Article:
It’s a tall order to successfully revive a cherished icon who’s had more than 50 years to capture the hearts of generations of film-goers, especially one who was already “practically perfect in every way.” The ubiquity of Disney’s original 1964 adaptation of PL Travers’s book means that even the youngest modern-day visitor to the cinema will turn up brandishing a benchmark, but in many ways such familiarity is as useful a tool as an airborne umbrella.
As with Disney’s Christopher Robin released earlier this year, in which the grown-up title character reconnects with his stuffed toy pals in the Hundred Acre Wood, Mary Poppins Returns checks in on the progress of children in a more sobering adult world. Poppins charge Michael Banks (Ben Whishaw) is now a widower with three kids of his own, and still relying on big sister Jane (Emily Mortimer), but life isn’t exactly supercalifragi… etc, etc.
Grief has led to him neglecting his finances, to the point where the bank is on the verge of repossessing the family home, so his more pragmatic and plucky sister corrals the children into finding ways to save them all from ruin. And it just so happens the Banks’ plight has come to the attention of their erstwhile nanny who – naturally – drops in to lend a hand.
This is where, for all his good intentions, director Rob Marshall could have come unstuck, so ingrained in the cinema-goers’ psyche is Julie Andrews’ show-stopping portrayal of fiction’s most famed child minder. He needn’t worry, though, because Emily Blunt is superb from the very first swish of her petticoat, acknowledging her predecessor just enough to be credible but wisely steering clear of an out-and-out imitation.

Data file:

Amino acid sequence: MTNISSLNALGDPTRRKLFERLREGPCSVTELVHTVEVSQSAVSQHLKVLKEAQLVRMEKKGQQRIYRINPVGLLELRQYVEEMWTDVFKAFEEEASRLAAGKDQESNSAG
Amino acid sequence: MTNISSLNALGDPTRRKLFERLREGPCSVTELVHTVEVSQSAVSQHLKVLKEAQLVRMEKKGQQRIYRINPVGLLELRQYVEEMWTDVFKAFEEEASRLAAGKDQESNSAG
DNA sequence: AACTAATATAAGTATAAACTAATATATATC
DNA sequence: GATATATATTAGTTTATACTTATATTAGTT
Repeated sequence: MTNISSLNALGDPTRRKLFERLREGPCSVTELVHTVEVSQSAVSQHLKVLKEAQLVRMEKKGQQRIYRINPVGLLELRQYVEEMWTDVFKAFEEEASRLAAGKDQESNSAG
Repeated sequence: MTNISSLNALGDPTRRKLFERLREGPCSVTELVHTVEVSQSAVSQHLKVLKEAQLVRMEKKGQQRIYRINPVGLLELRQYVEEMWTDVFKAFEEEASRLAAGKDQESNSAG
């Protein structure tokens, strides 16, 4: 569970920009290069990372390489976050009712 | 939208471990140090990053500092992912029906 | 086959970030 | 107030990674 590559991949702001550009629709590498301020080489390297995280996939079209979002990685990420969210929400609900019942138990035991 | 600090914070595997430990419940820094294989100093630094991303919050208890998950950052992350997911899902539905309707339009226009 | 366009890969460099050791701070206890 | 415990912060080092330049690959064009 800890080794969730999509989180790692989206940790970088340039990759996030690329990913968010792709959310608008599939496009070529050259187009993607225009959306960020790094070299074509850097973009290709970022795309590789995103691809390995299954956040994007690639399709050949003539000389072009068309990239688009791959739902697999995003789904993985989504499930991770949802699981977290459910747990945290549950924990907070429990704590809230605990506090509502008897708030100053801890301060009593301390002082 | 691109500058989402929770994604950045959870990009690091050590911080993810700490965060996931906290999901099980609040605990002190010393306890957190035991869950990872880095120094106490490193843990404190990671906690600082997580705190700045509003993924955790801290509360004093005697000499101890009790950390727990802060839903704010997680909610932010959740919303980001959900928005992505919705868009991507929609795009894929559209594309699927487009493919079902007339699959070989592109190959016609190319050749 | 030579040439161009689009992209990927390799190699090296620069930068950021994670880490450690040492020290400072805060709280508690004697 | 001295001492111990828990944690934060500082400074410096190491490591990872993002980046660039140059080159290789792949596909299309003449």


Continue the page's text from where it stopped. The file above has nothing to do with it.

Blunt’s Poppins seems a little more street savvy, with a sharper wit and much keener comic timing than Andrews ever had. It could be argued that the passage of time, during which the nanny has presumably witnessed substantial progress in the suffragette movement, makes the 1930s Mary a proto-feminist icon, a theory given added weight by Jane Banks’s own go-to attitude, although it’s hardly a manifesto that gets in the way of the mirth and magic.
Where Marshall scores is in his obvious affection for the first film, resisting the urge to parody what went before with knowing asides. Adhering to the unwritten rule that a star from the original must make an appearance in any reboot, Dick Van Dyke crops up as the relative of the bank boss he briefly played in 1964, and a more cynical film-maker might have been tempted to reference the half-century of jokes made at the expense of the American actor’s cockney accent back in the day.
In addition to Van Dyke’s predictable cameo, Marshall enlists a few other famous faces in small-ish roles, with Julie Walters, Angela Lansbury and – best of the bunch – Meryl Streep making their presence felt without overwhelming or derailing the narrative. It’s ultimately Blunt’s movie, though, and she displays a tidy pair of dancing shoes and a strong, serviceable (if unspectacular) singing voice to go along with the clipped vowels that are pure Poppins.
Plainly, technology has moved on leaps and bounds since any of us first tasted a spoonful of sugar, but it’s charming to see animation and special effects of comparative simplicity; slicker than what went before, of course, but retaining a warmth that realistically belongs to another age, further strengthening the film’s linksto the original. Where it pales against the earlier movie is in the songs of Marc Shaiman and Scott Wittman, few of which suggest they have the staying power to become much-loved classics – and parachuting a line or two from “Chim Chim Cher-ee” or “Let’s Go Fly a Kite” into the mix serves only to highlight the new material’s shortcomings.
A paucity of truly banging tunes and a plot that never even hints at surprises or twists aside, Mary Poppins Returns is solid, reliable family fare and only the hardest heart will leave the cinema bereft of a smile. It might not be another classic, but it’s brolly good fun.
Mary Poppins Returns is released in cinemas on Friday 21st December
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